Additionally, "cover your ass medicine" and pay for procedure protocols raise health care costs but do not add value.

Health care reform has to happen or only elites will have access.

That scenario will put my doc out of business and most of his colleagues as well.

US Recession Over?

I'm having a hard time with this headline. I realize that GDP has stopped falling and that inventory re-stocking is finally happening but it is hard for me to believe that we are out of this mess when nothing essentially has changed on Wall Street (see NYT today, "A Year After a Cataclysm, Little Change on Wall St." By ALEX BERENSON) and foreclosures continue. Calculated Risk reports that 2/3 of August sales in Sacramento were distressed or short sales. These stats don't sound like recovery.

The 2008 census data reveal that poverty had risen to 13%. I wonder what that figure stands at now?

Additionally, the states are still in big trouble. Only the federal stimulus money sent to states kept k-12 and university education from massive--and I mean massive--cuts.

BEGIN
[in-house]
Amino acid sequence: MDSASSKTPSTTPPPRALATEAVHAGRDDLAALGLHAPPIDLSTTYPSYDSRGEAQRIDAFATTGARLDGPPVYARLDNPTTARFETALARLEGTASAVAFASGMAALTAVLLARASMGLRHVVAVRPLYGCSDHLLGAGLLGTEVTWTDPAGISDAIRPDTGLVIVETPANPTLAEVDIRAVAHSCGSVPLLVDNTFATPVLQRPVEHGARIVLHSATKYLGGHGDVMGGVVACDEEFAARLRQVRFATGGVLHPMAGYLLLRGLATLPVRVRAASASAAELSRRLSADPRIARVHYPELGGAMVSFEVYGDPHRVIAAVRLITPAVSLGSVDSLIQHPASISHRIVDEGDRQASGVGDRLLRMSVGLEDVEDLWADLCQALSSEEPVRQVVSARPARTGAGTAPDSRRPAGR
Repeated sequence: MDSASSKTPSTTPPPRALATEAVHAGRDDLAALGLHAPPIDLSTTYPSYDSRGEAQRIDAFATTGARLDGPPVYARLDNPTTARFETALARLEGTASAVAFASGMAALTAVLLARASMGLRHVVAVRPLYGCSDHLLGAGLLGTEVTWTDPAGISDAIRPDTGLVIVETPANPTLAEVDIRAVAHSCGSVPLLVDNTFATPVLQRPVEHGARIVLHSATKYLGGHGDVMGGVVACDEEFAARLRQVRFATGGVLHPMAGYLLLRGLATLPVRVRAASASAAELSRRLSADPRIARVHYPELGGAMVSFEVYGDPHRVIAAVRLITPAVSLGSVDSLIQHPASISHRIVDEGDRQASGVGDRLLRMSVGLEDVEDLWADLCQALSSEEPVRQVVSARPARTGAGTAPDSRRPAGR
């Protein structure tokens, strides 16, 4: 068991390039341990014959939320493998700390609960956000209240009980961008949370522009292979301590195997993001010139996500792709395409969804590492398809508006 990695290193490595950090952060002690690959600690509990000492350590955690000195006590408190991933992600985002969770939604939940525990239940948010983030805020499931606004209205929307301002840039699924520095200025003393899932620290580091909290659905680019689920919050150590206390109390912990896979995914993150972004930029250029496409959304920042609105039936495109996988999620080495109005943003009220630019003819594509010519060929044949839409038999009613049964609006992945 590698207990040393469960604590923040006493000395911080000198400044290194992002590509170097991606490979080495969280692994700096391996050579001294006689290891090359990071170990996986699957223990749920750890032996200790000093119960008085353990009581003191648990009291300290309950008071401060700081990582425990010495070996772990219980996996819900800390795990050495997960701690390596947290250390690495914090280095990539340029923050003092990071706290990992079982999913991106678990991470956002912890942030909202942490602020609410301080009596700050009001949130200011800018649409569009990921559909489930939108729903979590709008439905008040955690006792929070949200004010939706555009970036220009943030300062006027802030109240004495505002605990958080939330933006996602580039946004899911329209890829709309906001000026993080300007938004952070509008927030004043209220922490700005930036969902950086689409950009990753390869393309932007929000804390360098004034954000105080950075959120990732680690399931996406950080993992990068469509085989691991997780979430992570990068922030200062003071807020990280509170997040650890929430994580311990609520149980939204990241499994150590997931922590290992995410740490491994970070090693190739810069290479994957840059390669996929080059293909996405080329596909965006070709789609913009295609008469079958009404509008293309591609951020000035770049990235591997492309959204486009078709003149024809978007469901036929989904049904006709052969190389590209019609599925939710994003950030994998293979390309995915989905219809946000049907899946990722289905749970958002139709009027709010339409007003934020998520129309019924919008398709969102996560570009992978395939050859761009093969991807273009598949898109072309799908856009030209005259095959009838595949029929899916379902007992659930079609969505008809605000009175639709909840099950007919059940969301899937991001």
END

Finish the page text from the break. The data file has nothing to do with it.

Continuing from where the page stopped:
I'm not buying recovery. I believe the bailout has halted the financial crisis but only at great cost and few benefits to the public. I believe the stimulus has helped states and helped boost short term GDP but when the stimulus funds dissipate I'm not sure what will happen.

I know I'm pessimistic--a colleague has added me to the list of Dr. Dooms--but the economic data do not support recovery for main street...

Thursday, September 10, 2009

New Census Data on Falling Incomes

Shawn Fremstad of the Center for Economic and Policy Research writes today (9/10):